The rise to power of organized labor in the 1930s shows that, in the perceived failures of capitalism in the great depression, organized labor was seen in a new light. The Roosevelt administration thought that organized labor, with a strong, patriotic social-democratic agenda, would split the difference between Marxism and Fascism. The author here does believe that a great degree of workplace democracy existed in America as a result of this in the 1930s, but that it did not survive the war (55).
In the 1940s, the war caused a massive boom in employment where the demand for labor ensured that workers would not fear joining a union: retaliation from employers, especially under the basically statist economy of the war years, since labor was scarce (56). As the decade wore on, workers believed that they had some sort of “property right” to their job (61) and that the union existed to promote lifetime employment and a strong sense of craft solidarity.
It is precisely the loss of this type of consciousness to a sort of “rights” based consciousness that destroyed the labor movement, and hence, the labor issue, in the 1940s or onward, cannot be dealt with without the social elements of labor exploited by management and the state, specifically the racial and gender questions. Questions one and two of this project really overlap to a great degree. They both take into consideration the nature of the social problem, rather than the problem of “labor” strictly considered.
According to the author, it was the strict racism and sexism of the union that was both their strength and their weakness. It was their strength in that it promoted a great degree of in-group solidarity that made the union hard to dislodge and increased its bargaining power. It was its weakness in that the state, as well as management could then step in and mobilize both blacks and women to be loyal to itself rather than the union (92). In other words, for both question 1 and 2, the real simple answer is that the exclusivity of the unions on social questions provided a weakness that the system could exploit.
Regardless of the support of unionization of the Roosevelt administration, the American cultural view of business seemed to exclude forms of social democracy and collective action across industries. But this is merely the simple answer. It seems that the civil rights and feminist agenda, coming to full maturity right at the time where wages and wage increases were at their highest (1950s and 1960s), were officially sponsored to break the unions. Though the author does not make this rather politically incorrect statement, it is an unmistakable conclusion for the sensitive reader.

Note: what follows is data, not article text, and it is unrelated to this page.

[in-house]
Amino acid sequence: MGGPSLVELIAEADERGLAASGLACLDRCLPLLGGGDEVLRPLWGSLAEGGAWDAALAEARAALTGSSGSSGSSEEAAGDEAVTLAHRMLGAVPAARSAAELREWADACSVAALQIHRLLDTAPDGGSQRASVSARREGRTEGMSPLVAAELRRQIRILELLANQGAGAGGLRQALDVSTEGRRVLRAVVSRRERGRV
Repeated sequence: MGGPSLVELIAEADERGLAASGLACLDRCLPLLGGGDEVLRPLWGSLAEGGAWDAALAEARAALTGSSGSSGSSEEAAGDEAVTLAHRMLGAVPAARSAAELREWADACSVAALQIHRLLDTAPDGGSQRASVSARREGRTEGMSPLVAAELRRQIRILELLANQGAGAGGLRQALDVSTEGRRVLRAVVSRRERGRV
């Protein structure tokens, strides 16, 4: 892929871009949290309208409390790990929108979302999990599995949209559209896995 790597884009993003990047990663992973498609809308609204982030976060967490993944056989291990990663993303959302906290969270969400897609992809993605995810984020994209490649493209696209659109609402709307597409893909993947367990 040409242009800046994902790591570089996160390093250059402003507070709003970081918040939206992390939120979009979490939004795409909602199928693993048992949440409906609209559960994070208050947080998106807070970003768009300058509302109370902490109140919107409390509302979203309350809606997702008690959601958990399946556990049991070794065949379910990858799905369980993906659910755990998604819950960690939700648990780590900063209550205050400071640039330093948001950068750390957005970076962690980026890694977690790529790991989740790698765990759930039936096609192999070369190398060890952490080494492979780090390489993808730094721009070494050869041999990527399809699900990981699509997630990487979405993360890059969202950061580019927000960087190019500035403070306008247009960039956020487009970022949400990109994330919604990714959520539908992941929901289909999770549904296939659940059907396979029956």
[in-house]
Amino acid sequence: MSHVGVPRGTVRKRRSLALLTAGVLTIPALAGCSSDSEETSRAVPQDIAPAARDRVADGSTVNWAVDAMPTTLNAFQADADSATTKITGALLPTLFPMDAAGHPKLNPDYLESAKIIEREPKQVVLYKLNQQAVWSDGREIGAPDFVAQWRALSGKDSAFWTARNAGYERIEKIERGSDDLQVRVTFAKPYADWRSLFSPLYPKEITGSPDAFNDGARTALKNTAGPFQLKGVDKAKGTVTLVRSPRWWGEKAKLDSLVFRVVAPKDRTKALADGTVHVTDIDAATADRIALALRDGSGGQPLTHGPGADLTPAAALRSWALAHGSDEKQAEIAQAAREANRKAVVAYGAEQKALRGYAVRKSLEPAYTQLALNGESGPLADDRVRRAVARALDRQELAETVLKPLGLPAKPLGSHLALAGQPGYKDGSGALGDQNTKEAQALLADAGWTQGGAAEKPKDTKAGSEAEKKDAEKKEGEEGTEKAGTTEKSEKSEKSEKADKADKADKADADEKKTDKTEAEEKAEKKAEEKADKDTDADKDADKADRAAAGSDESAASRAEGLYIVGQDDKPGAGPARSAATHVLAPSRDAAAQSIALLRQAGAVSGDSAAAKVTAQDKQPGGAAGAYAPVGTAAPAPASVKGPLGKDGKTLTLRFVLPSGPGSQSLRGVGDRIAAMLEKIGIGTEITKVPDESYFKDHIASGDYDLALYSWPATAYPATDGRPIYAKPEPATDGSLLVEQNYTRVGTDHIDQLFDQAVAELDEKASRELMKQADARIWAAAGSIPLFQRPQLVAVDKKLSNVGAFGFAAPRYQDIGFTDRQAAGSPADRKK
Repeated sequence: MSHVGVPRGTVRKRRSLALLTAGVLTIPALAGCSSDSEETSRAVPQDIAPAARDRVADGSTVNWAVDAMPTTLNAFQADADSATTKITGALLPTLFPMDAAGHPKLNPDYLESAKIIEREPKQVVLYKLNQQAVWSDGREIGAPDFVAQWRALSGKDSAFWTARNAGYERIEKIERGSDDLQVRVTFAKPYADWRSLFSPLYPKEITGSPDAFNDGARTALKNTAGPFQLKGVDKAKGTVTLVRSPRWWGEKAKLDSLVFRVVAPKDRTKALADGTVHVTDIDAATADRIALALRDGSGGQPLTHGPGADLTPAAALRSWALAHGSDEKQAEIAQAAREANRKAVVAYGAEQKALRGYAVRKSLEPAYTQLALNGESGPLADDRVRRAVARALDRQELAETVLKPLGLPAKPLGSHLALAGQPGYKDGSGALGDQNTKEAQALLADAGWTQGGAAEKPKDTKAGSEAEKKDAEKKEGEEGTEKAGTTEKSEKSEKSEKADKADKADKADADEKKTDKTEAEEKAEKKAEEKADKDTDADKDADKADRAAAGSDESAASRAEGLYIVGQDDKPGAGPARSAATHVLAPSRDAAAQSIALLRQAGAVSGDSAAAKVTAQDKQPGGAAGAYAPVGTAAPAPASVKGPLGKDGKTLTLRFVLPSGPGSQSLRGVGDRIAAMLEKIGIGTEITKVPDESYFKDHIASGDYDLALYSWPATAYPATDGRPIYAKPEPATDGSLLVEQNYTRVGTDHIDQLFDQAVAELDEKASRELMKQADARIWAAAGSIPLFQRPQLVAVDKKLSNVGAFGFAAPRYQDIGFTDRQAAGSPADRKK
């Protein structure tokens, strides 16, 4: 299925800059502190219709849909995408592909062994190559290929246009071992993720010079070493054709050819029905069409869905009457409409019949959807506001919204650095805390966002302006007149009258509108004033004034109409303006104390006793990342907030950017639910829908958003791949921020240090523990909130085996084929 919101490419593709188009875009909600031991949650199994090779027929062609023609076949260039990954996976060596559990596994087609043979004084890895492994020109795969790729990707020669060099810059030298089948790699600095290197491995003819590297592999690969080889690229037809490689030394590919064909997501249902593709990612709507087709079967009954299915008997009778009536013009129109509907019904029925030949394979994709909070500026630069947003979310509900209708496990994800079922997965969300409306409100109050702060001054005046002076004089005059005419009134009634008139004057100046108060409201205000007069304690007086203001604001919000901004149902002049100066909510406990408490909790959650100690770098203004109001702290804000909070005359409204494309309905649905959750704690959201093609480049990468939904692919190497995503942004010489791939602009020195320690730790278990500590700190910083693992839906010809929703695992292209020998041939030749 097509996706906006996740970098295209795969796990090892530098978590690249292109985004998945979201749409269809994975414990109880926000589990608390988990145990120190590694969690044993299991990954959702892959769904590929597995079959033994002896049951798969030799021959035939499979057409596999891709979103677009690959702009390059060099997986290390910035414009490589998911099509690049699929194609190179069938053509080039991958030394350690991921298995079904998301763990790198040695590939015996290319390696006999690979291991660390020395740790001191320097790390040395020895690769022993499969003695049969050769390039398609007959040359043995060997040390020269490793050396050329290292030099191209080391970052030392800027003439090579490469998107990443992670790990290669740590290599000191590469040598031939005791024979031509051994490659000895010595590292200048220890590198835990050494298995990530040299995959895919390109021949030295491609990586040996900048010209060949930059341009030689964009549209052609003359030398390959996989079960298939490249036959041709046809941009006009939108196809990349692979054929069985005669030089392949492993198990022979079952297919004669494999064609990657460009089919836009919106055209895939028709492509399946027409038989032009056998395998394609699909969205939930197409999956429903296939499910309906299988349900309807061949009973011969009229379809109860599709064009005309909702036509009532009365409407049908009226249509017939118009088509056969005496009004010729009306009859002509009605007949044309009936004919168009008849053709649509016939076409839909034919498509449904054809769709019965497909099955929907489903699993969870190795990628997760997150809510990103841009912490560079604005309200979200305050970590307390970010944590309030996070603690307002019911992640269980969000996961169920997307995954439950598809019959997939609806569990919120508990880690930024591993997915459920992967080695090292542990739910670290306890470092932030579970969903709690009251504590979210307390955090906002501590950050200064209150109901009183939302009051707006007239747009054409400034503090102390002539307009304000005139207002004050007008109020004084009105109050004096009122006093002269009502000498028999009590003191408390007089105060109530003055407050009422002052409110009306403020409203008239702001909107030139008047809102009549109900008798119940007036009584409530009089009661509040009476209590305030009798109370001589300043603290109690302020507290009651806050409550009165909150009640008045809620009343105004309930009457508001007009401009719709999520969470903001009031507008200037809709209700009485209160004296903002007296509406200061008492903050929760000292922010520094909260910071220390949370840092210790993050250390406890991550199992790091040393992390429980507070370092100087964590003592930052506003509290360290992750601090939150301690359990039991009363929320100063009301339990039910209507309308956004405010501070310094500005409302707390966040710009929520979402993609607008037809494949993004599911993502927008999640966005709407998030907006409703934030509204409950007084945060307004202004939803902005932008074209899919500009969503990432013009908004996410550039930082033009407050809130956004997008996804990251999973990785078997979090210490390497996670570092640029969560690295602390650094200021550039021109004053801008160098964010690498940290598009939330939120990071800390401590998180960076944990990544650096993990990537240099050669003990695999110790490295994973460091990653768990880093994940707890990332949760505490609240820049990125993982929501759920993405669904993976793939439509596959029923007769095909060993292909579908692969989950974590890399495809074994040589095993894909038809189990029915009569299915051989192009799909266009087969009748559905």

Therefore, the basic structure of the answer looks like this: 1. Unionization had made spectacular gains under the Roosevelt Administration and during World War II. There were many reasons for this, but the Roosevelt government saw unions as a pillar of American values at a time when those values were under challenged due to the depression. Work place democracy was basically a fact, and the power of managers was largely stripped (63) 2. But after the war, several things happened.
First, small businesses began to fail at a large rate (109). The war led to big business becoming more and more confident of their position and role in society, whereas unions, given their own infighting and position on the social issues, did not articulate their own sense of social importance and their role in supporting American values. 3. The unions themselves, under the protection of the state throughout the war, became complacent institutions with basically unimaginative leadership.
Even worse, many of these unions became criminal enterprises, or worse, special interest groups that sought self-perpetuation rather than the social evolution in favor of labor that characterized the 1930s (92ff). 4. The slow destruction of small business, as well as the corporate confidence as having been the “arsenal” of democracy and their well known ties with the state as a result of this, led to corporate managers being less and less amenable to compromise with labor.
A huge spate of strikes right after the war also helped solidify management solidarity without a corresponding rise in union solidarity. This is partially the result of bad leadership and partially the influx of new labor coming home from the war and hence, driving wages down at least for the short term. 5. Most of all, however, the state and well as management took advantage of the union problems over the social issues of race and sex.
While the author does not mention the Immigration Reform Act of 1964 in these chapters, the fact is that both the state and management took advantage of three new groups of workers: women, blacks and immigrants from Latin America and Asia. This huge influx of workers broke union solidarity and depressed wages given the large supply of new workers. But more importantly, it shifted the nature of the debate: the debate went from social democratic demands and an ideological commitment to a workers state in a non-communist sense to talk of “rights” for groups that were not a part of the labor coalition to a great extent.